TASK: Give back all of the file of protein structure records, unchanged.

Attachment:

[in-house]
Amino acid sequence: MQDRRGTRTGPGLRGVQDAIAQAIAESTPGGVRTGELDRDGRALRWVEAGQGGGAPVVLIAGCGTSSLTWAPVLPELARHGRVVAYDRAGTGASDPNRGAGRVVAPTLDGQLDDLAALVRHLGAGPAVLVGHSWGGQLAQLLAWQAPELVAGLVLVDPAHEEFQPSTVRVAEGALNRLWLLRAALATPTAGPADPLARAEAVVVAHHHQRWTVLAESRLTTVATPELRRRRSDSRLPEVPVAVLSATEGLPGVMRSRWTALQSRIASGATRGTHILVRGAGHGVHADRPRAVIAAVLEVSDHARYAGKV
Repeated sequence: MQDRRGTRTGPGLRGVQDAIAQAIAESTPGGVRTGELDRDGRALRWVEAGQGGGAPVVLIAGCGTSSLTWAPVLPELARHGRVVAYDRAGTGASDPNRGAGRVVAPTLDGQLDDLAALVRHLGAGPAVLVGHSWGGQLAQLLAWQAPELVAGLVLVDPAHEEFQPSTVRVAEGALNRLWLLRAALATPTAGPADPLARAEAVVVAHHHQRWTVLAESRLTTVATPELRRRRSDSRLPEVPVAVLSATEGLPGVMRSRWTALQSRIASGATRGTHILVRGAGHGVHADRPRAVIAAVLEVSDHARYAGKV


[in-house]
Amino acid sequence: MQDRRGTRTGPGLRGVQDAIAQAIAESTPGGVRTGELDRDGRALRWVEAGQGGGAPVVLIAGCGTSSLTWAPVLPELARHGRVVAYDRAGTGASDPNRGAGRVVAPTLDGQLDDLAALVRHLGAGPAVLVGHSWGGQLAQLLAWQAPELVAGLVLVDPAHEEFQPSTVRVAEGALNRLWLLRAALATPTAGPADPLARAEAVVVAHHHQRWTVLAESRLTTVATPELRRRRSDSRLPEVPVAVLSATEGLPGVMRSRWTALQSRIASGATRGTHILVRGAGHGVHADRPRAVIAAVLEVSDHARYAGKV
Repeated sequence: MQDRRGTRTGPGLRGVQDAIAQAIAESTPGGVRTGELDRDGRALRWVEAGQGGGAPVVLIAGCGTSSLTWAPVLPELARHGRVVAYDRAGTGASDPNRGAGRVVAPTLDGQLDDLAALVRHLGAGPAVLVGHSWGGQLAQLLAWQAPELVAGLVLVDPAHEEFQPSTVRVAEGALNRLWLLRAALATPTAGPADPLARAEAVVVAHHHQRWTVLAESRLTTVATPELRRRRSDSRLPEVPVAVLSATEGLPGVMRSRWTALQSRIASGATRGTHILVRGAGHGVHADRPRAVIAAVLEVSDHARYAGKV